Since constructing our Mini Dairy Goat Barn last fall, we have certainly gotten some use out of it! We have added three new does and Karen is due to kid next month. While we got it constructed and set up "good enough" to get us through the winter, we have have taken the past several months to work on the finer details. Because it's mini, I have to maximize every bit of space I can for storage and to allow me to be more efficient...but still have room to move around. I have to walk a fine line between storage and efficiency, and making it over cluttered Since my last post, additional stalls have been built, shelving put up, sliding doors added, and a milk stand constructed.
Aside from some finishing trim work, adding a roof extension/canopy, and running electricity (aside from my ghetto extension cord) down and installing some outlets, I am calling it "done". I've said it before and I'll say it again, you can do a lot in a small space with a well thought out design! I am more than happy with how this has turned out, and the girls seem more than content in their new digs.
I have been milking Audrey loyally everyday, three times a day now for about a month. We have developed a nice little routine that I truly enjoy and look forward to. I bounce out of bed first thing anxious to get down to the barn, and am chomping at the bit to get started in the evening. It may lose that new feeling after a while, but that whole fresh milk everyday part will never get old.
When you first start milking a new dairy goat or cow, it can be stressful. You may have issues with them being uncooperative, or you fear did I milk them enough? Am I taking the proper precautions? You don't want to inadvertently cause production to drop by not emptying their udder, and of course mastitis is always a concern. Because we drink our milk raw, sanitation in the process is of the upmost importance because I don't have pasteurization as a safeguard. I have to prevent it from getting into the process in the first place, and this is where a routine comes in very handy. If you take the necessary steps and precautions everyday, two or three times a day, it becomes muscle memory and eventually you don't even have to think about what you're doing. The routine becomes second nature, and I take comfort knowing I can safely drink my raw milk, while doing everything possible to keep up maximum production and Audrey healthy.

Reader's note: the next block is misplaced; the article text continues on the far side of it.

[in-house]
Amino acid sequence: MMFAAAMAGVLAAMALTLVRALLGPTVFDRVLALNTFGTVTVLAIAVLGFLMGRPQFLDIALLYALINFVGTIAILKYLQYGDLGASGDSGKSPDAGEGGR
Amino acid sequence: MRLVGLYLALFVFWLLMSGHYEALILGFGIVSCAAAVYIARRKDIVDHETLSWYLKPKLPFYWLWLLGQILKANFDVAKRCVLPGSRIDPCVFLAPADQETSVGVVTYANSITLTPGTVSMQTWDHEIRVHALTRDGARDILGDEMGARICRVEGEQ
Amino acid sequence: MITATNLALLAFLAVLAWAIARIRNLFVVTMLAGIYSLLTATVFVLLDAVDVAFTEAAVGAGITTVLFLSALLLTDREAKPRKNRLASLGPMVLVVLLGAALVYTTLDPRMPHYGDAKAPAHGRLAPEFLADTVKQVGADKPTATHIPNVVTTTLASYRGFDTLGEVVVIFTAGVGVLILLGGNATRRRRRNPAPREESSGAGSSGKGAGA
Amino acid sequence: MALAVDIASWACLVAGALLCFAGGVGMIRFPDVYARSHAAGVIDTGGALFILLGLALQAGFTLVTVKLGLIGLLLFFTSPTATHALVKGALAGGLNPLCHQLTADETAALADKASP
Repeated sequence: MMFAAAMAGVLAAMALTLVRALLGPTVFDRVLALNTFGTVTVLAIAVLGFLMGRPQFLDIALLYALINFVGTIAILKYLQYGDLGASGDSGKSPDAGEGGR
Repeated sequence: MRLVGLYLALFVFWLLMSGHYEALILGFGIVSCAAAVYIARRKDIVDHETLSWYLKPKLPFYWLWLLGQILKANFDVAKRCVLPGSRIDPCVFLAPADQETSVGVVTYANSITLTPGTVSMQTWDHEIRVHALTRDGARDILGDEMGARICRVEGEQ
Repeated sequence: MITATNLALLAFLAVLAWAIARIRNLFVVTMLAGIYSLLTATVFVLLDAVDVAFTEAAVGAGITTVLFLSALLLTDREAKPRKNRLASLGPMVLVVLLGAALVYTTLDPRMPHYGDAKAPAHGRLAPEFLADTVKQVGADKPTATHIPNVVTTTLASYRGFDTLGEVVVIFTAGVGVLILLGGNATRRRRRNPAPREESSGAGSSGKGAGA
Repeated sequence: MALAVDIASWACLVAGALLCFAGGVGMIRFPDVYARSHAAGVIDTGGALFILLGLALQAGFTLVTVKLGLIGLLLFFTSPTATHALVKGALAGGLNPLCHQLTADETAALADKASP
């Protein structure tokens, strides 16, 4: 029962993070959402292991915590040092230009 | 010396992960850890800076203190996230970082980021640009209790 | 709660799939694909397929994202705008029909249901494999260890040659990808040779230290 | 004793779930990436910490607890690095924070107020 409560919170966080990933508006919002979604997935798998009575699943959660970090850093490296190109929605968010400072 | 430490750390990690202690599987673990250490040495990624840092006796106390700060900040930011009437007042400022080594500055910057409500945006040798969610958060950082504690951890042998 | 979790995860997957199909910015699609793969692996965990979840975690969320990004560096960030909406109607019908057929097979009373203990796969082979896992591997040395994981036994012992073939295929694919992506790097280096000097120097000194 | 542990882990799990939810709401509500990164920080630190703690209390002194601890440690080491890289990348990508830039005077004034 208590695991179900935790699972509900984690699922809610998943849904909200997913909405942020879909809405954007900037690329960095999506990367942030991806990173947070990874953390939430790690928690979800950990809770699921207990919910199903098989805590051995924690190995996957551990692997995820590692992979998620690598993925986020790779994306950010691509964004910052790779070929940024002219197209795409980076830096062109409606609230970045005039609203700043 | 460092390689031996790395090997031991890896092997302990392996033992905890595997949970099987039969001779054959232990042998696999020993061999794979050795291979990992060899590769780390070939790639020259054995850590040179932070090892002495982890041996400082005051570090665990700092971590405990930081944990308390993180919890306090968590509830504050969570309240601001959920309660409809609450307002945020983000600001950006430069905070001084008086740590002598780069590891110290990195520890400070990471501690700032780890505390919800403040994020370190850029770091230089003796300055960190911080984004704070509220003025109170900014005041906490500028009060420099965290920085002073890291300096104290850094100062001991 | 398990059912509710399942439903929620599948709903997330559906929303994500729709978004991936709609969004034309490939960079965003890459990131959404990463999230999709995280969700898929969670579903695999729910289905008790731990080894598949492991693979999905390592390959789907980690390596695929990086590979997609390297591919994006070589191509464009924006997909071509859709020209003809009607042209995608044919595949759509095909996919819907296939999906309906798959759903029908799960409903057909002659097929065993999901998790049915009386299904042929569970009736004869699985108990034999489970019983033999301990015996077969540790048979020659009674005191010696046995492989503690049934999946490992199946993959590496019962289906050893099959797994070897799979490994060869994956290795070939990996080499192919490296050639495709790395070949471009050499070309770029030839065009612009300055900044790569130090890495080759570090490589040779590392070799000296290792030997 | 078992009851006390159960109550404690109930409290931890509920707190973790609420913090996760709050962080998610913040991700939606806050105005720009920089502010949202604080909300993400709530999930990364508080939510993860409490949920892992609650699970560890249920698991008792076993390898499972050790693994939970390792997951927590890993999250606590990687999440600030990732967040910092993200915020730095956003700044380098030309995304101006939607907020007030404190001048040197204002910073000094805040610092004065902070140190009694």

When you live on a farm or homestead especially with animals you have good days and bad days. Thankfully, we have mostly good days here which I really attribute to quality feed, care, and attentiveness. But, bad days do creep in and today was a really bad day. Today, I had to say goodbye to my gander Hank.
A little more than a year ago I was was anxiously waiting for the post office to call and inform me that my fuzzy peeping goslings had arrived. I couldn't wait to bring them home, snuggle them, bond with them, and watch them grow up to become guardians of our flock of laying hens.
With the exception of our dairy goats and obviously Annie, every animal we keep has an expiration date. For the meat chickens and turkeys it's six months or less, pigs it's around the seven-eight month mark, and laying hens around four years or when their production drastically drops. We are a small farm and homestead with self sufficiency as our primary goal. Because of this, every animal has a purpose and some stick around longer than others.
As far as the geese go, their purpose was to be guardians for our flock of hens. Eggs are a bonus, but this is not their primary job or meat for that matter. They can guard whether they're six months or six years old. Because of this, they weren't organized into the "I'm going to eat you" compartment of my mind that the meat chickens, turkeys, pigs, and laying hens go into. So, I allowed myself to get attached and care for them. Making today's decision all the more difficult.
The time of year has come where my seasonal depression rears its ugly head and stops in to say "hey I'm here!". I'm sick of being cold, the gray, the mud, putting on jackets and hats, the lack of green, etc. We have gotten a few "teaser days" of spring where the temps warmed up (even into the 50's a couple times) and I could frolic in the sun and pretend I was accomplishing things outside. Thinking of these days make it torturous when winter smacks us back to reality, ergo the seasonal depression. But, these quiet and antsy times give me time to not only reflect on everything accomplished in 2017, but plan, draw, and make my to do lists for 2018! It gives me hope! Check out what we have in store.
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